Most of the muscles of the pelvis surrounding the anus and rectum are under some degree of voluntary control. A training method called “bio-feedback” provided by dedicated ano-rectal physiotherapists can teach patients with pelvic floor dysfunction how to make their muscles work more normally and improve their ability to defaecate. During ano-rectal bio-feedback training, a pressure-sensing catheter is placed through the anus and into the rectum. Each time a patient contracts the muscles, the muscles generate a pressure that is sensed by the catheter and recorded on a screen. By watching the pressures on the screen and attempting to modify them, patients learn how to relax and contract the muscles more normally. Ask your Gastroenterologist if a referral for bio-feedback training is beneficial.

MEDICATIONS THAT CAUSE CONSTIPATION

A frequently over-looked cause of constipation is medications. The most common offending medications include:

  • Narcotic pain medications (eg. Endone, Morphine, or Codeine based medicines)
  • Anti-depressants such as amitriptyline
  • Anti-convulsants such as phenytoin (Dilantin) and carbamazepine (Tegretol)
  • Iron supplements (tablets or liquid formulations).
  • Some blood pressure tablets such as Diltiazem (Cardizem)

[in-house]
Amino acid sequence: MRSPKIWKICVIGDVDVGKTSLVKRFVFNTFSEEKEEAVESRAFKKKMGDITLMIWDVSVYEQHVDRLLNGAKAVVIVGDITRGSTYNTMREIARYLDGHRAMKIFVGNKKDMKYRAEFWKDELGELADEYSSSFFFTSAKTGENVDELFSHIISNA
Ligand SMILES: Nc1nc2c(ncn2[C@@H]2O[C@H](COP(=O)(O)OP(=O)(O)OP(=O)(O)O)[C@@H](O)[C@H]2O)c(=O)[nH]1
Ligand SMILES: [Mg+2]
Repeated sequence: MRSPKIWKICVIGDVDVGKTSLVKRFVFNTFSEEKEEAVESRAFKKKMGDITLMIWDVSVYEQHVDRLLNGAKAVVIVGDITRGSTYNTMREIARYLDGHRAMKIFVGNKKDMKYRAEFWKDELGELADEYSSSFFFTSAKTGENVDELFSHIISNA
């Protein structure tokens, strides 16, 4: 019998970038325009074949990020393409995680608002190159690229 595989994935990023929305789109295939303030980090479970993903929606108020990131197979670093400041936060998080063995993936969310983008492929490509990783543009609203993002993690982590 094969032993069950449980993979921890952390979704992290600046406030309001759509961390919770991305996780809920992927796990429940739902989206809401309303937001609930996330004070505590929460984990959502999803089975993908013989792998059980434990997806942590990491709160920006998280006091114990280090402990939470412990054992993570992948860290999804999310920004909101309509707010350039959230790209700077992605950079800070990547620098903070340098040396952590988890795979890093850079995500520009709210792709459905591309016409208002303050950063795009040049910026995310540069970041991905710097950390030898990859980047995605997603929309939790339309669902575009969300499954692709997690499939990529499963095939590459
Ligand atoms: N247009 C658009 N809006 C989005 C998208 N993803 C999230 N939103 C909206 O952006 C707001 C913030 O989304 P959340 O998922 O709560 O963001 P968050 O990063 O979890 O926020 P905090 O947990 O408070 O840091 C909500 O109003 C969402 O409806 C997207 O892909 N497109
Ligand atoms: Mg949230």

• Aluminium-containing antacids such as Aluminium hydroxide suspension

The above list is not meant to be exhaustive, and you should ask your doctor if you suspect one or more medications you are taking is contributing to your symptom.

LIFESTYLES

Our busy, modern lifestyles may be responsible for most cases of constipation, particularly the lack of regular routines, and not taking the time to respond to an unmistakable urge to go to the toilet. Your Gastroenterologist should be able to go through with you in detail about how simple this can be corrected, without any medications.

FOR MORE INFORMATION

One of our Gastroenterologists would be happy to go through your symptoms in more detail during formal consultation. A detailed medical history will need to be obtained, and initial simple investigations are often recommended including an Abdominal X-Ray and blood tests. Depending on the results, you may or may not be recommended to have other more specific training strategies or investigations.

For further advice and information, you can request an appointment, or call one of our receptionist team on .